This is our response to Professor Sir Adrian Smith's call for evidence on future frameworks for international collaboration on research and innovation.
Published 24 May 2019
The UK should associate to Horizon Europe at the earliest opportunity. 97% of the Crick’s group leaders would prefer the UK to access Horizon Europe rather than establish alternative domestic funding schemes to support international collaboration.
If the UK if unable to associate with Horizon Europe, any new schemes for international collaboration should adopt the principles of Framework Programmes. They should be based on excellence, be open to the world, and support discovery science and international mobility.
- Strengthening international collaboration and attracting outstanding researchers to the UK isn’t just a matter of funding. It also requires cross-departmental support for science including a fit-for-purpose immigration system.
- The Francis Crick Institute is dedicated to understanding the fundamental biology underlying health and disease. Our state-of-the-art building in central London brings together 1,500 scientists, students and support staff working across disciplines. We are a diverse, open and international institute, with staff from more than 70 countries.
Recommendation: The UK should associate to Horizon Europe as soon as possible.
- The UK should associate to all parts of Horizon Europe at the earliest possible opportunity (see Annex 1 for case studies on the Crick’s EU-funded researchers). In a survey,  97% of the Crick’s group leaders said that they would prefer the UK to access Horizon Europe rather than establish domestic alternatives to support international collaboration. EU Framework Programmes are widely regarded by scientists to be one of the most successful multilateral funding schemes globally, and bring significant benefits to British research. They have an international reputation for quality, are open to the world, and offer unmatched support for early-career researchers, discovery science and collaborative projects.
- Losing access to European Research Council (ERC) grants would be a particular blow to UK science – they are one of the world’s most prestigious awards and UK-based researchers won more ERC advanced grants than any other country in the latest round. In 2018, the Crick secured €12 million from ERC awards. Critically, this investigator-led funding is portable, supports excellent discovery research and facilitates competition across Europe and beyond. This raises standards in a similar way to the Champions League in football. The application process is rigorous and utilises panels of international experts with diverse perspectives and wide-ranging expertise. Talented researchers may well choose to base themselves in other eligible countries if they cannot access ERC investment from the UK.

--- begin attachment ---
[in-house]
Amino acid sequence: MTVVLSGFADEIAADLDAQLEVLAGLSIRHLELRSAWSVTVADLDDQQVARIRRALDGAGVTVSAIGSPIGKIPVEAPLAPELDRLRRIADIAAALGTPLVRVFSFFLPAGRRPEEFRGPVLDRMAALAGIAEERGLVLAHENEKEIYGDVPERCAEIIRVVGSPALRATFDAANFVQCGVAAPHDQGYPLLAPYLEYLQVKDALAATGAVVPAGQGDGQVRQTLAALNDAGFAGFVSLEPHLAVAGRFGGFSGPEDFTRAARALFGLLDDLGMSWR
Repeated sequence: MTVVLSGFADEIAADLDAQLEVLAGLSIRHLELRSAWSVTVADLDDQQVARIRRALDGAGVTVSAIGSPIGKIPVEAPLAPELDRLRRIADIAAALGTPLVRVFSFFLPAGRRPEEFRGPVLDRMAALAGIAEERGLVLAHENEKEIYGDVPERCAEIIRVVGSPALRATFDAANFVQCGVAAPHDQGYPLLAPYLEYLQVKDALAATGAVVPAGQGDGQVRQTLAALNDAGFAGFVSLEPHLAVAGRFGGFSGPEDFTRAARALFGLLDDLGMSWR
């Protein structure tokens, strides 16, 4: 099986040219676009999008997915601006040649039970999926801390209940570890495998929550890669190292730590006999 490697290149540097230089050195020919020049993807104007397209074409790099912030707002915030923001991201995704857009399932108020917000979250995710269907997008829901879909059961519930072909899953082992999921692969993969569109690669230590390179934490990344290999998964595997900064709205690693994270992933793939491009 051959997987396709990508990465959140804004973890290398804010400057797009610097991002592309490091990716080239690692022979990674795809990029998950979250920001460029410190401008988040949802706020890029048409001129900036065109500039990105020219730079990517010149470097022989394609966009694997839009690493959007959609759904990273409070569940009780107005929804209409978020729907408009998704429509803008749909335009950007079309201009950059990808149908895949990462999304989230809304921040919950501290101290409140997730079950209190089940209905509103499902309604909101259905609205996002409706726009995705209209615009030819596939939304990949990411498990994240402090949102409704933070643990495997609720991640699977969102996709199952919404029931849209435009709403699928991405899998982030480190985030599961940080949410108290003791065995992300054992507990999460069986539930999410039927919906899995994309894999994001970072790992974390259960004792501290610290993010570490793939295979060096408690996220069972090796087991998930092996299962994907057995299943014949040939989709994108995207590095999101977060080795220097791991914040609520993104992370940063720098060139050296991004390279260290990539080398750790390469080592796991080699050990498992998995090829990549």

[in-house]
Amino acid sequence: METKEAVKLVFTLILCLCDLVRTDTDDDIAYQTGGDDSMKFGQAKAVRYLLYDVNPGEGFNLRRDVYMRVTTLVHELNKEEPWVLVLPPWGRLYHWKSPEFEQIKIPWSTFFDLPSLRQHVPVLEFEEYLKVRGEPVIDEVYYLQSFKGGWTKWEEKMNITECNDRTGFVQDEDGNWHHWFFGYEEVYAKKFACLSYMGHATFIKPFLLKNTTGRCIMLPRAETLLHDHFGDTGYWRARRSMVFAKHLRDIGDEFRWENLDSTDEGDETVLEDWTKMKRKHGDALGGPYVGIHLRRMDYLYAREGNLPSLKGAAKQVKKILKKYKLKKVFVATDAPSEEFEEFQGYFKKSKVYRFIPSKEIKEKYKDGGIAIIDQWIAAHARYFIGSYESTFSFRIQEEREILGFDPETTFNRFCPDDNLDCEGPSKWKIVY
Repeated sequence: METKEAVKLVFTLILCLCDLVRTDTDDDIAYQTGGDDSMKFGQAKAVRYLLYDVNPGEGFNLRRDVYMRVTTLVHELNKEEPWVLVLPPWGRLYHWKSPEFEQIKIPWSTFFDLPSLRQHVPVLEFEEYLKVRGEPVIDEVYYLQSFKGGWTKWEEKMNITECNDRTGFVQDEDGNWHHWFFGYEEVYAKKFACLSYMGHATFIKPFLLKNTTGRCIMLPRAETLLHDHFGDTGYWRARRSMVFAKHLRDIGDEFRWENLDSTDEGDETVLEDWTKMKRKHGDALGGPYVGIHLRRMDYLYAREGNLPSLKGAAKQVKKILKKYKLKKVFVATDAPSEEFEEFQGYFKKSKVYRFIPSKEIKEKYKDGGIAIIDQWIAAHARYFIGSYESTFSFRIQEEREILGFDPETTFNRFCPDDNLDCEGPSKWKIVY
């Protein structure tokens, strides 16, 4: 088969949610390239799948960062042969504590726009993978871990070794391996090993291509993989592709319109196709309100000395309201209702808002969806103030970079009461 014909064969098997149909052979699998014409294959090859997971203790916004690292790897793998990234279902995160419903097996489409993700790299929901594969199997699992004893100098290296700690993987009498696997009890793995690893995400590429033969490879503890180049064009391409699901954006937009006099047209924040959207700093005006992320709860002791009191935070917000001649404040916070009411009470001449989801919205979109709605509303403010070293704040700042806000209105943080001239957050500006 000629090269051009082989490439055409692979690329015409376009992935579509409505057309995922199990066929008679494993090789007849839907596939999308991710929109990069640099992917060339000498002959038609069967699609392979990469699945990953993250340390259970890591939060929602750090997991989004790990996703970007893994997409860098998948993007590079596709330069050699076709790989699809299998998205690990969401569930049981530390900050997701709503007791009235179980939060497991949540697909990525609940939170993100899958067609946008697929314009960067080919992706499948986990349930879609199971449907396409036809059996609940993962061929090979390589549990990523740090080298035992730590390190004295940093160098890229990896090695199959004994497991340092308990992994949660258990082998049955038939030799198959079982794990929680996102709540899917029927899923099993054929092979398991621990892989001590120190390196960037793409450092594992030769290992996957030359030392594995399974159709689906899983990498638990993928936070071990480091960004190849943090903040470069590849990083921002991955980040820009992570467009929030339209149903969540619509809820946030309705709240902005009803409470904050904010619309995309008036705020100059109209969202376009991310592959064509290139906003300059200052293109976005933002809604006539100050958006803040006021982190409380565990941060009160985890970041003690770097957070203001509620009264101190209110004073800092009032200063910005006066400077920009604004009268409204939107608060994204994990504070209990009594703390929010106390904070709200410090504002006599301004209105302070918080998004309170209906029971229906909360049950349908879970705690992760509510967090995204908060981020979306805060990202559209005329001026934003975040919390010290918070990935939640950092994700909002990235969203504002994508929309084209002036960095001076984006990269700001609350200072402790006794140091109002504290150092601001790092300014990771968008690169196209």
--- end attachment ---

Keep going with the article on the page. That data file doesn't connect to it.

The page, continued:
- Marie Skłodowska-Curie Actions (MSCA) are another important component of Framework Programmes, offering generous support for early-career researchers and encouraging international mobility. Teamwork and international collaboration are at the heart of science – support for mobility between countries is particularly important as researchers are establishing their careers and building their professional network.
- The UK is currently one of the largest recipients of EU research funding, but associating to Horizon Europe is good value even if Britain becomes a net contributor to the programme. Framework Programmes deliver more than just money, fostering international collaboration, bringing disciplines together and attracting talent to the UK.
Recommendation: Any new UK schemes should adopt Framework Programme principles.
- If the UK sets up new schemes to support international collaboration, these should be in addition to EU funding and adopt many of the principles of Framework Programmes, particularly ERC grants. They should be open to scientists from around the world, support excellent discovery research and balance funding across disciplines. They should also offer support for early-career as well as established researchers, facilitate international mobility and utilise international peer review.
- The UK would have to work hard to ensure that new funding is prestigious, avoids only UK-wide competition and isn’t nationally-focused. Learning should be drawn from difficulties that the Swiss faced in setting up a domestic replacement after the country was excluded from Framework Programmes in 2014. Any new schemes must also be independent of political decision-making. UK Research and Innovation would be best placed to oversee and administer funding given it’s an arms-length body but is influential in government, and has a remit spanning disciplines, academia and industry.
- Alongside any new funding, the government should reaffirm its commitment to existing funds to support international partnership and knowledge exchange, including the Global Challenges Research Fund (GCRF). For example, through GCRF funding, the Crick has established an African Network that supports outstanding early-career scientists.
Recommendation: The UK should think beyond funding to enhance international collaboration.
- Supporting international collaboration and attracting outstanding researchers to the UK isn’t just a matter of funding. Minister of State for Universities, Science, Research and Innovation Chris Skidmore recently said that achieving the government’s R&D investment target of 2.4% of GDP not only requires cash but also an additional 260,000 researchers.
- With that in mind, there must be cross-departmental support for science so that Britain maintains its world-leading position after Brexit and remains an attractive destination for researchers. This includes ensuring that all school children have a high-quality STEM education and fit-for-purpose careers advice, and the science workforce can access excellent training through both vocational and academic routes. Investment in world-leading infrastructure is also critical, as well as support for UK assets including its cohorts such as UK Biobank, genomics capability and rich health data across the NHS.